Even though cloud-native computing has been around for some time—the Cloud Native Computing Foundation was started in 2015; an eon in computer time—not every developer has experienced the, uh, "joy" of dealing with distributed systems. The old patterns of thinking and architecting systems have given way to new ideas and new problems. For example, it's not always possible (or advisable) to connect to a database and run transactions. Databases themselves are giving way to events and Command Query Responsibility Segregation (CQRS) and eventual consistency. Two-phase commits are being replaced with queues and database sagas, while monoliths are replaced with microservices, containers, and Kubernetes. "Small and local" thinking rules the day.
Now combine this with the fallacies of distributed processing, and suddenly event-driven architecture becomes very attractive. Thankfully, there are tools to make this possible. Apache Kafka is one of those tools.
Kafka makes event processing possible; Red Hat OpenShift Streams for Apache Kafka makes event processing easy.
With the move to cloud-based computing, architects and developers were forced to re-examine how data is processed. Questions about timeliness and data urgency were met with the realization that immediate updates aren't always necessary. Plus, the focus shifted to systems that can sometimes (most times; ideally all times) continue to operate even if all the parts aren't working. The goal of systems changed from "It must never fail" to "Failure is inevitable, so we need to handle it." This led to the rise of a new way of thinking that includes circuit breakers, multiple databases, events, and more.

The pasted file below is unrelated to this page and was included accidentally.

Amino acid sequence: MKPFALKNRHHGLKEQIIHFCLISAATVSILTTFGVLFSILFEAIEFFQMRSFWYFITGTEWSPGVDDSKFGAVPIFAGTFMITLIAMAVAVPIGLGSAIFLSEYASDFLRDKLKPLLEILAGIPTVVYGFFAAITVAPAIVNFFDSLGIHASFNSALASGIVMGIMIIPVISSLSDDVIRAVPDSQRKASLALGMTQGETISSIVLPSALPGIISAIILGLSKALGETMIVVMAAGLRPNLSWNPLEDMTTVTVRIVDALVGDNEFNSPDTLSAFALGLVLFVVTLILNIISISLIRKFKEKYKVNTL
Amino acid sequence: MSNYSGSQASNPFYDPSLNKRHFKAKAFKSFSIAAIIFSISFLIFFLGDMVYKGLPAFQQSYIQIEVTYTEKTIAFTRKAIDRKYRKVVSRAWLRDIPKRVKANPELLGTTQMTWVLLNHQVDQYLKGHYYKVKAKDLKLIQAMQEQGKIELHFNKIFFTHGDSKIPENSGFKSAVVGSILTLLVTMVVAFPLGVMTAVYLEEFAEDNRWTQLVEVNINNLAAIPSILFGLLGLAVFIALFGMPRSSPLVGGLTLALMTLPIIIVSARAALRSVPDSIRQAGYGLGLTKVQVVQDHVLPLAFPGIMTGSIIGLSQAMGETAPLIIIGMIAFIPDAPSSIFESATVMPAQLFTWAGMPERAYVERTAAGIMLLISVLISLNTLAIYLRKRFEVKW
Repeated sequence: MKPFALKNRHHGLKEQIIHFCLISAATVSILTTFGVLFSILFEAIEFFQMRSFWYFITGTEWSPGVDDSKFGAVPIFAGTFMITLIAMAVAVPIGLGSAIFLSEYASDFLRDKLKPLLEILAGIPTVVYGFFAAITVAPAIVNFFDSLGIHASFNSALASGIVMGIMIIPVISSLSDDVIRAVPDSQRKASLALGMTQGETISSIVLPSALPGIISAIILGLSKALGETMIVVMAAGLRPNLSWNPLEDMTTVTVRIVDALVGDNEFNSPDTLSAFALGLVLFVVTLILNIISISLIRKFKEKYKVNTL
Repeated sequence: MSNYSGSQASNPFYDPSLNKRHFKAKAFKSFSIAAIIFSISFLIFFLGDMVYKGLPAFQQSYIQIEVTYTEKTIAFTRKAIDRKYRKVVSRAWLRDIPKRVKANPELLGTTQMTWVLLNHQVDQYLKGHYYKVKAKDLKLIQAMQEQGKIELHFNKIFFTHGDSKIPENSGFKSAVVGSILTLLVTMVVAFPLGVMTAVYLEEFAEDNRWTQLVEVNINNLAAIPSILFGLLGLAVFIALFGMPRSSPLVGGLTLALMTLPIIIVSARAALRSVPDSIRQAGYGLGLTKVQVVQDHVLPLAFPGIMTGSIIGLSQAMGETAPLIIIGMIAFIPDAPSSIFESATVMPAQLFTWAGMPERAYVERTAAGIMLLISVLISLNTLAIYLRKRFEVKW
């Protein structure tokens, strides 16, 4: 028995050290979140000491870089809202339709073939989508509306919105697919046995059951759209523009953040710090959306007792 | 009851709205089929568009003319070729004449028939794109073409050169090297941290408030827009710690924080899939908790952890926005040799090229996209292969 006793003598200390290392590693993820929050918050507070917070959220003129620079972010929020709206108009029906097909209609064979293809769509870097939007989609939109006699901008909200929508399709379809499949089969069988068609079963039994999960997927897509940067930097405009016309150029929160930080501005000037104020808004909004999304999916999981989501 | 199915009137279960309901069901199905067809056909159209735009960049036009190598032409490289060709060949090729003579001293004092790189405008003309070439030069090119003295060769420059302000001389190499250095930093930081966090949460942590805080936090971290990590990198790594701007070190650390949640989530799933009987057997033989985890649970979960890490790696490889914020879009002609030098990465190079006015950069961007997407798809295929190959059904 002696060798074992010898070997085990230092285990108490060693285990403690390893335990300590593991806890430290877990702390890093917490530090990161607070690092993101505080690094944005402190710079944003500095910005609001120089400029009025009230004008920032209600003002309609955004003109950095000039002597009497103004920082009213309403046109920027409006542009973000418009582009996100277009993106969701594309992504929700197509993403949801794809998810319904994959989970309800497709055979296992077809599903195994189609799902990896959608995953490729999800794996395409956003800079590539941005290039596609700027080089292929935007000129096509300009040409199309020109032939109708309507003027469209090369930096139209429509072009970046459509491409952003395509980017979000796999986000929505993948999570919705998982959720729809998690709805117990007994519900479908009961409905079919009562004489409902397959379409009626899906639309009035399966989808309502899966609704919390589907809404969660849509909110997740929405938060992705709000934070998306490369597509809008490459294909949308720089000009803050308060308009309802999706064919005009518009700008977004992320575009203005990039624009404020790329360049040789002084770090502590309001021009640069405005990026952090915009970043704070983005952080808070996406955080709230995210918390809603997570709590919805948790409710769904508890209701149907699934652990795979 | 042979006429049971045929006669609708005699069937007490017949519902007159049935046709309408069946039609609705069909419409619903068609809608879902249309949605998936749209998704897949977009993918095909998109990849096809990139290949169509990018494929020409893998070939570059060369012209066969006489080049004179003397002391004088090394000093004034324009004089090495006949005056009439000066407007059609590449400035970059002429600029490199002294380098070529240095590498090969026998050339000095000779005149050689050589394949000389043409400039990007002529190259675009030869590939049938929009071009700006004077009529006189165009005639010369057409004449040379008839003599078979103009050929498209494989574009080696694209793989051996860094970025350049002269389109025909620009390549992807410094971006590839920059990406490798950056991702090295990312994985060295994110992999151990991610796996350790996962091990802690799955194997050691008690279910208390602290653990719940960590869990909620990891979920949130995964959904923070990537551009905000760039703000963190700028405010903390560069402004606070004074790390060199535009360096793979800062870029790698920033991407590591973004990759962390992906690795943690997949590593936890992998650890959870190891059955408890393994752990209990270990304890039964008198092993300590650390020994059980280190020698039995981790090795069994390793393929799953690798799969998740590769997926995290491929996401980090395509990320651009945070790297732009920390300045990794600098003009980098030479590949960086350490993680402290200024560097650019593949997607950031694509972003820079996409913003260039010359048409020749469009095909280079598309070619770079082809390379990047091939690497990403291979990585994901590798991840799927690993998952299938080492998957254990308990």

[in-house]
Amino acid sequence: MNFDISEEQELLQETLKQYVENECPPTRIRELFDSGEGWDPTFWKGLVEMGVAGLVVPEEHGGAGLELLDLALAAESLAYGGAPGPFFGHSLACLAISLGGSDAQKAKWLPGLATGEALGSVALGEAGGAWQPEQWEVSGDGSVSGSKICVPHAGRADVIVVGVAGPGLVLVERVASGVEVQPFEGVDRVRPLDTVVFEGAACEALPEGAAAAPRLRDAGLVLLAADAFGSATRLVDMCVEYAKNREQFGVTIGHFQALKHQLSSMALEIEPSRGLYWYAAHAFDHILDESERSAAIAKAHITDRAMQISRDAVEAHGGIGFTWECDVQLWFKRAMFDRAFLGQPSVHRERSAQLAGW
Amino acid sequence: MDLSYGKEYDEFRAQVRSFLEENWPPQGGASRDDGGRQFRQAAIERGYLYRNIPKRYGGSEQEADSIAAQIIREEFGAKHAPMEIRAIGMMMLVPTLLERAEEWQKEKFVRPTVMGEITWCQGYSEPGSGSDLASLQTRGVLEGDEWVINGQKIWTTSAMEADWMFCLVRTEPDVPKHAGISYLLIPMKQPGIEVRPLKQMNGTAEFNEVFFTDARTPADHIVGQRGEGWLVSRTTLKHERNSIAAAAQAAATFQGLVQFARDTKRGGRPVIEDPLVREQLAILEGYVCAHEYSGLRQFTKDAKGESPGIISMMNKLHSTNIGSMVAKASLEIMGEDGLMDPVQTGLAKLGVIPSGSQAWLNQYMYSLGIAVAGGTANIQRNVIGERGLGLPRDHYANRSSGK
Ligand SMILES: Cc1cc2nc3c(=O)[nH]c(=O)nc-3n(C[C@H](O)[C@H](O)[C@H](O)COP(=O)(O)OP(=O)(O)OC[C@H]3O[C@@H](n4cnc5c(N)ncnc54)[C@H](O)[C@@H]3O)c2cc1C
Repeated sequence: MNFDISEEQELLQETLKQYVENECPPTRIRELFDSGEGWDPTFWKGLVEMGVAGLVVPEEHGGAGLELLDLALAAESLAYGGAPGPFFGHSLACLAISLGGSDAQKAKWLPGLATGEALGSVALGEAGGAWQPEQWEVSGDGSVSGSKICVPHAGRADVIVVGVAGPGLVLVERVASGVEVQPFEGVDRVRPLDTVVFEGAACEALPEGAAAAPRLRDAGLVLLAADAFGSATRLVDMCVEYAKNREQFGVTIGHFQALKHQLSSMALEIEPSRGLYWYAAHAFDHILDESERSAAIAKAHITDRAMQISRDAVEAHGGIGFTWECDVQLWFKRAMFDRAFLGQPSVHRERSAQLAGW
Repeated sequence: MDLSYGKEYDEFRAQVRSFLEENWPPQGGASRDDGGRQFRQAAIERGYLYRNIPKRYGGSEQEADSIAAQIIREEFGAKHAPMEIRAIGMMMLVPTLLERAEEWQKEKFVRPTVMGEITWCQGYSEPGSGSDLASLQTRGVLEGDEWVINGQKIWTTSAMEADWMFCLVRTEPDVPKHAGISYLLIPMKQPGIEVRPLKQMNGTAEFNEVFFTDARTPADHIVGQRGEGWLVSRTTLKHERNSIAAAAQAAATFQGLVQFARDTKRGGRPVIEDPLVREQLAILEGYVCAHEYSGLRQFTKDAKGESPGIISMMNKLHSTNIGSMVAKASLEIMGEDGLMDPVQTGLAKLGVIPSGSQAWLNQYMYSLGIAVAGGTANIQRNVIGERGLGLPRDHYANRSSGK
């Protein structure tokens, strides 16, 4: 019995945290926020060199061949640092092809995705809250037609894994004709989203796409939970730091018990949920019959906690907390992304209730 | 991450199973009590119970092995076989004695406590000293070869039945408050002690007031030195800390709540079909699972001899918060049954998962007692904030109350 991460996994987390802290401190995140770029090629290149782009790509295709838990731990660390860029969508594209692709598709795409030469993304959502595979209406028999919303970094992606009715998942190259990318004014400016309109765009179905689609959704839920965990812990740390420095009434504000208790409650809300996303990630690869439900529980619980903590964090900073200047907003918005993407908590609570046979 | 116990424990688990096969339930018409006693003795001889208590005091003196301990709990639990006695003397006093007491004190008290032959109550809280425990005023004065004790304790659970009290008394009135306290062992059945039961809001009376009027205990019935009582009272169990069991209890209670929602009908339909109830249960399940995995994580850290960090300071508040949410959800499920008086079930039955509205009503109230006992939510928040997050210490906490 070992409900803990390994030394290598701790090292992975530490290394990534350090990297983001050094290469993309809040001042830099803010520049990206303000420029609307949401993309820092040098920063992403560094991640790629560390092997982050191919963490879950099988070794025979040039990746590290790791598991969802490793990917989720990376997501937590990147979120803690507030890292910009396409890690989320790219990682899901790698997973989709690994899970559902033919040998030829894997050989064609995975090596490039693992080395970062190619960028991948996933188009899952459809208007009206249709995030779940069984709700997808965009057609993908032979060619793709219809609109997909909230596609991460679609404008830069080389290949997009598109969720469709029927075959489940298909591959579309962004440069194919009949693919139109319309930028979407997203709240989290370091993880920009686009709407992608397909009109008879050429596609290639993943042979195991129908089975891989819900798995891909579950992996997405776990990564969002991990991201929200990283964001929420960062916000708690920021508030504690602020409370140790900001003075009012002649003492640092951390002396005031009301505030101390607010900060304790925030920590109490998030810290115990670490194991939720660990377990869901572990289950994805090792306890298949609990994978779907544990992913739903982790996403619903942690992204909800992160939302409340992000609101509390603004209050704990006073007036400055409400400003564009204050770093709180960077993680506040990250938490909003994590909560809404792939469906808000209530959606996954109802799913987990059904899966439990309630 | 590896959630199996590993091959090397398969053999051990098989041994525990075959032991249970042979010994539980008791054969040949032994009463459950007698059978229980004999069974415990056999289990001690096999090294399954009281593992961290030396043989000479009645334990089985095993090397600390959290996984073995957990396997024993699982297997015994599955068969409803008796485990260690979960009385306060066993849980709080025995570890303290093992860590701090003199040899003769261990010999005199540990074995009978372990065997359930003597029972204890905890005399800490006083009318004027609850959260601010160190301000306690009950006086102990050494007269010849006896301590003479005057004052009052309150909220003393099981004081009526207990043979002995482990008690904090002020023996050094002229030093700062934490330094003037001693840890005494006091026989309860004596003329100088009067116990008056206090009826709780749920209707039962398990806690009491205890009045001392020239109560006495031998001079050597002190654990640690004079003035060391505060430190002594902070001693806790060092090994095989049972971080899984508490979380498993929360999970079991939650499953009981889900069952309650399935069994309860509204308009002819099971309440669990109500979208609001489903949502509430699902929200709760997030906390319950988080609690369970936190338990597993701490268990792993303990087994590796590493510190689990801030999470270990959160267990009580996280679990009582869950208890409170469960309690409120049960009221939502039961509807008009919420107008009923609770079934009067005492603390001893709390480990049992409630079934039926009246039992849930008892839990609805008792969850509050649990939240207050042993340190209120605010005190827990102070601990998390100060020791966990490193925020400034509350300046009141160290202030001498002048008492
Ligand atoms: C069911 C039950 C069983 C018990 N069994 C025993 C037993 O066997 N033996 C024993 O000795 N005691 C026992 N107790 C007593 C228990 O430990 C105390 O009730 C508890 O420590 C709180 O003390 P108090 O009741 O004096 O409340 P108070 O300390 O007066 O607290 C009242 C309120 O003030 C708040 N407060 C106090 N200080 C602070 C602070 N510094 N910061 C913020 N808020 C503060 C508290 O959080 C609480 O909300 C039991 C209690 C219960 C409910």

The beauty of the event-driven model is that you can fire the event and continue on, leaving the results up to "the system." Your code doesn't sit and wait for four databases to be updated or for an object to propagate around the globe via a CDN. There's a certain freedom that the developer feels when processing events. You're either pushing them out and forgetting about them, or you're simply waiting for an event to arrive and then processing it. In other words, your code is typically a one-way street. Low latency, or at least reduced latency, is almost automatic.
And loosely-coupled services? Events, by nature, force loosely-coupled services. The API is the event. My code isn't calling a method in your code; I'm simply supplying a message. What your code does with it is up to you.
Why should developers care about Kafka?
As a developer, you're going to need to embrace event processing if you want a system that's elastic, resilient, and high performing. It's just a matter of fact.
Kafka brings a level of maturity as well as a robust community with it. Apache Kafka is tried and tested. It's used all over the place and has an entire ecosystem surrounding it. Kafka connectors, for example, allow you to process some events with zero code written. This is important to a developer for this reason: If I know I do not need to write certain code, that frees me up to concentrate on the code I do need to write.
Business aside; it's fun.
Side note: Events pair excellently with Functions-as-a-Service (FaaS).
Get coding. Write some PoC (Proof of Concept) applications—or use one of our examples—and do what we developers do best: Show what software can do.
I suggest watching this short and informative video about Red Hat OpenShift Streams for Apache Kafka, and then continuing your journey into the joy of distributed processing. There are only four steps to awesomeness: